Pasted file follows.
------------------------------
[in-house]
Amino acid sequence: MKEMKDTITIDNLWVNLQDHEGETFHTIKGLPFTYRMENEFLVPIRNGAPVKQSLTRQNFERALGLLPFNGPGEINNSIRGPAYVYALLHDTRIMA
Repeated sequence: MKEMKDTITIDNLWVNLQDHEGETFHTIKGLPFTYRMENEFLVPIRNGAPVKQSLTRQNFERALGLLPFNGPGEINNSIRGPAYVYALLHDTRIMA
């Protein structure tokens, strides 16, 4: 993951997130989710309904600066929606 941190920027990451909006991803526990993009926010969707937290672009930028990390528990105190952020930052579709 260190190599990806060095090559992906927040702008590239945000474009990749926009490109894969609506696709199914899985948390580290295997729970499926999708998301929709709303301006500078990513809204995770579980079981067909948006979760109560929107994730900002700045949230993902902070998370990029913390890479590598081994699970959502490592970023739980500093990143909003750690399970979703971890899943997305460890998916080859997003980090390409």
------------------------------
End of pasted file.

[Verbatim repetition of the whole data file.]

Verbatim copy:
[in-house]
Amino acid sequence: MKEMKDTITIDNLWVNLQDHEGETFHTIKGLPFTYRMENEFLVPIRNGAPVKQSLTRQNFERALGLLPFNGPGEINNSIRGPAYVYALLHDTRIMA
Repeated sequence: MKEMKDTITIDNLWVNLQDHEGETFHTIKGLPFTYRMENEFLVPIRNGAPVKQSLTRQNFERALGLLPFNGPGEINNSIRGPAYVYALLHDTRIMA
């Protein structure tokens, strides 16, 4: 993951997130989710309904600066929606 941190920027990451909006991803526990993009926010969707937290672009930028990390528990105190952020930052579709 260190190599990806060095090559992906927040702008590239945000474009990749926009490109894969609506696709199914899985948390580290295997729970499926999708998301929709709303301006500078990513809204995770579980079981067909948006979760109560929107994730900002700045949230993902902070998370990029913390890479590598081994699970959502490592970023739980500093990143909003750690399970979703971890899943997305460890998916080859997003980090390409």